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Exploring the Legendary Bass Techniques of Motown's James Jamerson

Updated: Apr 19

Embedded within the heart and soul of Motown's legendary Funk Brothers house band, James Jamerson wielded his bass guitar like a master craftsman, shaping the sound of countless hit records. From the mesmerising melodies of Stevie Wonder to the soulful rhythms of Marvin Gaye, Jamerson's basslines added depth and groove to the iconic songs of Motown's golden era. His musical prowess was akin to Muhammad Ali's nimble footwork, effortlessly weaving through each composition without overshadowing the melody or the ensemble.

Though revered figures such as Paul McCartney swiftly acknowledged his brilliance, Jamerson lingered in obscurity to the masses for years. Motown's practice of omitting individual credits, compounded by the anonymity of the esteemed Wrecking Crew, cloaked Jamerson's contributions in darkness. Only through the tireless endeavors of music journalists and filmmakers did Jamerson emerge into the limelight, at last garnering the acclaim befitting his unparalleled talent.

But his style is so identifiable that YouTube channel Scott’s Bass Lessons has several videos about the man, explaining in detail how Jamerson produced that sound.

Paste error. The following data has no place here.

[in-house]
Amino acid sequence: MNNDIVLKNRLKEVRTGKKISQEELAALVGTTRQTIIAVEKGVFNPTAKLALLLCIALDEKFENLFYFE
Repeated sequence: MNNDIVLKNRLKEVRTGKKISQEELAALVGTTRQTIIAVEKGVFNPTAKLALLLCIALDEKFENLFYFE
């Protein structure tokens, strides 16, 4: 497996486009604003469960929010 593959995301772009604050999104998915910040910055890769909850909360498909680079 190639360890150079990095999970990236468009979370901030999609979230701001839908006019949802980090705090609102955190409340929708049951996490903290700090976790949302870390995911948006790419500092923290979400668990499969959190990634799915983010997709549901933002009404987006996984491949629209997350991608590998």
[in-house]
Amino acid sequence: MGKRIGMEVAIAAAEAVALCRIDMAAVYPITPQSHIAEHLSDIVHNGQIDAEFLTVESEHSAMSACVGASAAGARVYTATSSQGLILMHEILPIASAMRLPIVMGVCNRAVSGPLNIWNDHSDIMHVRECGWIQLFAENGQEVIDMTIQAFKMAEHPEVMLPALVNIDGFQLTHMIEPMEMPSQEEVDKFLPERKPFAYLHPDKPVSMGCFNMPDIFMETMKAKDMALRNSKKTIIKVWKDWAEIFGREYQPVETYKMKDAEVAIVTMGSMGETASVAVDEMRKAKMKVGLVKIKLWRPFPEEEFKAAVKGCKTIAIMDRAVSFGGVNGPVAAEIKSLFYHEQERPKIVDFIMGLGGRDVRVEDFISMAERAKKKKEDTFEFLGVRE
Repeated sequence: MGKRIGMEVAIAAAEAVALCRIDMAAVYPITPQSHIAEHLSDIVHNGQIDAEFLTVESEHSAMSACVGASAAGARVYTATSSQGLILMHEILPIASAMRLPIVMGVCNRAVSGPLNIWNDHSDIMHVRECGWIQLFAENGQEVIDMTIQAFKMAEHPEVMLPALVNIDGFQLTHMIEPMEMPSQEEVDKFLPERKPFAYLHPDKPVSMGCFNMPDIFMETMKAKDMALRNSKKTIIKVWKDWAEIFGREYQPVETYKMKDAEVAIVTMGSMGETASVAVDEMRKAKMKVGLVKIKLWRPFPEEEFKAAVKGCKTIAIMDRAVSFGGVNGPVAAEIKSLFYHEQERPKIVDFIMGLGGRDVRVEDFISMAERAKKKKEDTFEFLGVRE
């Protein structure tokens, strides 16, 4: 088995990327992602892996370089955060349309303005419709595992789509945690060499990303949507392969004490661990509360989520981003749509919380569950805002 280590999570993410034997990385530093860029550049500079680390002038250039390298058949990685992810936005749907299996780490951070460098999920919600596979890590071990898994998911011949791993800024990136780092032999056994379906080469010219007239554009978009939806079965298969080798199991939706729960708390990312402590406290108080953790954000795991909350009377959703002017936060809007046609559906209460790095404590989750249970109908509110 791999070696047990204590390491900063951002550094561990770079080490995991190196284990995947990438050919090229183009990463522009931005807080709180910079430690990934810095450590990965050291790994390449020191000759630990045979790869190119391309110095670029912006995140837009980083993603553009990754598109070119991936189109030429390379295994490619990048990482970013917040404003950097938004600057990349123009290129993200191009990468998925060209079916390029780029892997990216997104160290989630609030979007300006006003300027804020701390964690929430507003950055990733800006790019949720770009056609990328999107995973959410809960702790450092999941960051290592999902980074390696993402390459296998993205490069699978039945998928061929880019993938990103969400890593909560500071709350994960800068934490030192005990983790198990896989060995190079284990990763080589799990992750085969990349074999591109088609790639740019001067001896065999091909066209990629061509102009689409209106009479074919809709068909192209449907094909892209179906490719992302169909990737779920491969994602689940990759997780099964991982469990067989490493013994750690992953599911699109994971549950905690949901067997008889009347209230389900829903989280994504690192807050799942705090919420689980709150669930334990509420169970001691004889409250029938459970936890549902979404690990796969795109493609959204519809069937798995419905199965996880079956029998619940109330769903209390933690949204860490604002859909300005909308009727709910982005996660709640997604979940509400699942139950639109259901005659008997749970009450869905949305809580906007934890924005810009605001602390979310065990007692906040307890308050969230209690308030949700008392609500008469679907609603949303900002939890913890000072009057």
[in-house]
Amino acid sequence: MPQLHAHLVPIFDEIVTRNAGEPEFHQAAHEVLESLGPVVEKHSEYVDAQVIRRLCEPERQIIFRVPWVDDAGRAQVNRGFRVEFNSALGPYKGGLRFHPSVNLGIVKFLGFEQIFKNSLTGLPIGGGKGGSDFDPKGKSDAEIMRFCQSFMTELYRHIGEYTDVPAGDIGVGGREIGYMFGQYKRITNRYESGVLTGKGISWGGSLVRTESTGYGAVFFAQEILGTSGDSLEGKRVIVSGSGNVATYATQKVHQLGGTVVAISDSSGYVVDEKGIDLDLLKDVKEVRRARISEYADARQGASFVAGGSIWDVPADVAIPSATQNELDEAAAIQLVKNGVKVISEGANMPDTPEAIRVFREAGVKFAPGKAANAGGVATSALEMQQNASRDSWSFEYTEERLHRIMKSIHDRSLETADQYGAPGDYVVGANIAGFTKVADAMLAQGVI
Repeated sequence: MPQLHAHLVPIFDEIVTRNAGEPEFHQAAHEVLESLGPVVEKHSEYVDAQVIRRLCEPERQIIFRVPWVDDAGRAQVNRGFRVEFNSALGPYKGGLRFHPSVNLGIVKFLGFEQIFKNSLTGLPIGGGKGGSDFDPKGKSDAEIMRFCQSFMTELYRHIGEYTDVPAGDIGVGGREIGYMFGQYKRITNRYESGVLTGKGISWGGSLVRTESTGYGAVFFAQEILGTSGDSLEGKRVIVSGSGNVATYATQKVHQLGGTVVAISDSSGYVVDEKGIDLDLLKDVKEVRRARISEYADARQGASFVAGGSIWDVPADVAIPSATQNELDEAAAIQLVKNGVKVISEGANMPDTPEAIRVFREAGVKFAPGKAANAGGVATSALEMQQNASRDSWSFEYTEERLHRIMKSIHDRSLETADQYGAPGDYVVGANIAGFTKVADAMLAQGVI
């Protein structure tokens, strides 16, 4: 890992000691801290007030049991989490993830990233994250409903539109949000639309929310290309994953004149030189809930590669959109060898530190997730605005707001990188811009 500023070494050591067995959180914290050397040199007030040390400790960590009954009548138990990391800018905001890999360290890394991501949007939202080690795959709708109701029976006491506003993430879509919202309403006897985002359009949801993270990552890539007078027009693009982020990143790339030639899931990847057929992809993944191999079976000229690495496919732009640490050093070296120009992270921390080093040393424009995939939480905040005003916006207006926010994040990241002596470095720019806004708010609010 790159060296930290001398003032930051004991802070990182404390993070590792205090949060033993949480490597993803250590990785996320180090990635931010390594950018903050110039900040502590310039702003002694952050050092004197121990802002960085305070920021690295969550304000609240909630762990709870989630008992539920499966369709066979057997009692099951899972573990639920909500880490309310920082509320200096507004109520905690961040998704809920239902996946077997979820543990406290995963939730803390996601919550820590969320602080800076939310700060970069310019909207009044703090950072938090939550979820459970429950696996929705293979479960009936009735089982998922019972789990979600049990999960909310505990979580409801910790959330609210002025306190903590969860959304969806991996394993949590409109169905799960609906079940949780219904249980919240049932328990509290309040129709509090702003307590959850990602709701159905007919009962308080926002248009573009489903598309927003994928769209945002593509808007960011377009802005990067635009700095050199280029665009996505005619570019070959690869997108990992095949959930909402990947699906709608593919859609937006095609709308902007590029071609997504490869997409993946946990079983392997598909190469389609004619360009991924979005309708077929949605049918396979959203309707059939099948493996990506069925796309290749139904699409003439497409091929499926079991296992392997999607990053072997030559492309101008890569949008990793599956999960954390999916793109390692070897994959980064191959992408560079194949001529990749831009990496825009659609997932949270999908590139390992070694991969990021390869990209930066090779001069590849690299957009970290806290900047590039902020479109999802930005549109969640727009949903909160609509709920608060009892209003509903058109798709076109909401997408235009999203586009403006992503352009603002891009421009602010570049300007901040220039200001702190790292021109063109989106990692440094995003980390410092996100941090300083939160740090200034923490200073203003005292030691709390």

Jamerson used a Precision Bass made by Fender, heavy flat wound strings that gave it those thick tones, and a very high action (i.e. how tight the strings are). So high in fact, that many contemporaries said his bass was impossible to play. (The tightness had warped the neck of the instrument.) He also placed foam under the bridge, and played high on the body with only his index finger, “the hook” as they used to call it.

The other peculiarity of Jamerson’s recordings it that he plugged straight into the recording deck, instead of recording his amp. (McCartney started doing this in the middle of the Beatles’ career as well.) This led to a very compressed sound that helped his playing stand out in the mix.

Mastering these techniques may seem straightforward, but the true challenge lies in harnessing one's innate talent—that's where the real difficulty arises.

when looking at these visualisations, it becomes evident that Jamerson's playing is in constant motion. He exhibits a preference for utilising open strings whenever possible, eschewing fret movement and allowing for a seamless traversal across the neck. Take, for instance, his approach in "I Was Made to Love Her," where Jamerson skillfully ascends to double the sitar-like riff in the verse's culmination, showcasing his musical ingenuity.

While on “For Once In My Life,” he uses the steady groove of the band (not heard on the video, but listen here) as a jumping off point of some very tricky rhythms. And though it’s complex, it never gets in the way, nor does it feel flashy or indulgent.

Jamerson rarely changed strings, only if they broke, and he didn’t really look after his “black beauty” bass.

Asked why, he said, “The dirt keeps the funk.”



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